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The Market Is 10% Undervalued: Mutual Fund Manager

The market is 10 percent undervalued and still somewhat cheap, Bob Olstein, chairman and CIO of the mutual fund company Olstein Capital Management, told CNBC on Thursday.

"There are a lot of values out there because everybody is in the moment," Olstein said. "There's ETFs (exchange-traded funds), there's minute-to-minute trading—and that's creating more and more deviations for people who look under the hood. And I think there's a lot of room still on the upside."

"We play against the indexes. We don't think it's about relative performance. We think it's about absolute performance. If you've done relative performance for the last 10 years in the S&P index, you've had no return," he added.

However, Olstein cautioned about investing in ETFs because sophisticated investors who are playing the ETF market understand how to mitigate their risk. "These are trading vehicles."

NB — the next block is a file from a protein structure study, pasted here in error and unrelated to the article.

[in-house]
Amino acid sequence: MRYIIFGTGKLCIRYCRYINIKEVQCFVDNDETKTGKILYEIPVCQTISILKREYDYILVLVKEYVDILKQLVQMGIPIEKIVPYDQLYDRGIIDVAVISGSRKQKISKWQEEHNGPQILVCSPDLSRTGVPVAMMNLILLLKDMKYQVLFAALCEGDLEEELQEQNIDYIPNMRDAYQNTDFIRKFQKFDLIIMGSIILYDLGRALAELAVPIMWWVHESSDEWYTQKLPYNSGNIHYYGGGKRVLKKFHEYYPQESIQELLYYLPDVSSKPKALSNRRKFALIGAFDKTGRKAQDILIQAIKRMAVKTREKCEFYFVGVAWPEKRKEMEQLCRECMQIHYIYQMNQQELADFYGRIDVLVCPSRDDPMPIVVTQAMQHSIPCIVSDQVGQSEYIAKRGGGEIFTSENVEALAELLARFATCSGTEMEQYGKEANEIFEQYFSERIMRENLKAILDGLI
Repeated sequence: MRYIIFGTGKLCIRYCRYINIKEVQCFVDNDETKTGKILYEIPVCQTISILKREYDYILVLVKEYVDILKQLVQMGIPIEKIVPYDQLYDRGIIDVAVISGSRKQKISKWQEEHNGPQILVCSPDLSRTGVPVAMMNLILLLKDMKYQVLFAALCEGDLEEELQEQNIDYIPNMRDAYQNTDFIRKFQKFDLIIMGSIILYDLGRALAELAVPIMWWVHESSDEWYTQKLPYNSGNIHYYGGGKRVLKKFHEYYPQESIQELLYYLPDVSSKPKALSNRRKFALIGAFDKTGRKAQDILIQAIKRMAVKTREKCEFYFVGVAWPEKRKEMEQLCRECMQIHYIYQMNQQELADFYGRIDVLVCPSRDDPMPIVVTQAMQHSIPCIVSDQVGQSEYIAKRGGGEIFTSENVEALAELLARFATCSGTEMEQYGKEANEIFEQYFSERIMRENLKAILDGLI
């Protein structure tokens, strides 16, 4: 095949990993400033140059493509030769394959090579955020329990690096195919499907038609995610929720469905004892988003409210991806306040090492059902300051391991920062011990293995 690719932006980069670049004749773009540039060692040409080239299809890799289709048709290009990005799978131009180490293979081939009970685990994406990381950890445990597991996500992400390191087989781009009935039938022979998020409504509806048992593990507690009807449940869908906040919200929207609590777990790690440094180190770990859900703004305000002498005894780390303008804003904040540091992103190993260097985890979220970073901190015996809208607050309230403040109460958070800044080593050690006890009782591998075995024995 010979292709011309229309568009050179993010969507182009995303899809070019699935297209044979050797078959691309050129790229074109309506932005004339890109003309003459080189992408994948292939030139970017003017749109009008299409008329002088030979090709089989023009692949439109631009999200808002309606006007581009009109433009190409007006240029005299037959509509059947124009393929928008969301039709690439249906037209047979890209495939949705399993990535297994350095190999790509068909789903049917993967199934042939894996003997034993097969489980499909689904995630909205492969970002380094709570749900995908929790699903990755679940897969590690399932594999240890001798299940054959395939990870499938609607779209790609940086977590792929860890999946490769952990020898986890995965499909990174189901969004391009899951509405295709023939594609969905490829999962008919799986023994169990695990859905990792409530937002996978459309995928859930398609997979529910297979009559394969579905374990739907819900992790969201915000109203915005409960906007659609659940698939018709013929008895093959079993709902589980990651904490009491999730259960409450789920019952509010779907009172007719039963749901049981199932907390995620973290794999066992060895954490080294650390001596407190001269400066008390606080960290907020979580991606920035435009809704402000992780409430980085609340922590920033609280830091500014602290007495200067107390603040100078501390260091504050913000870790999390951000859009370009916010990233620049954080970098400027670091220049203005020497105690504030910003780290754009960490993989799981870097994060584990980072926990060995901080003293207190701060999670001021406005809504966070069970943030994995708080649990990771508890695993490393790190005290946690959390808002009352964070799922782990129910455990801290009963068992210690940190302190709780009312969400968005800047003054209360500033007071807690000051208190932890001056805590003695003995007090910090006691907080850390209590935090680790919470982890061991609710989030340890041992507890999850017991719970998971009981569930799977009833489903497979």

"[ETF's] are not passive ... they are active. Let me tell you, these institutions are trading them up and down, the savvy investors," he added.

"75 percent of the broken trades in the "Flash Crash" were in Exchange Traded Funds," Olstein said, "and they only represent 11 percent of the volume."

The recent correction in the bond ETFs "went to 4- to 5- percent discounts. How is that a low cost if you have to sell 5 percent under the prevailing market value, when you could've owned a [bond] mutual fund and sold it and gotten market value out of it," he added.

"When they slice and dice these ETFs, and we see a lot of portfolios coming over to our fund, you see these managers are all under the guise of low fees, low fees," Olstein said. "Did anybody think low fees, low research?"

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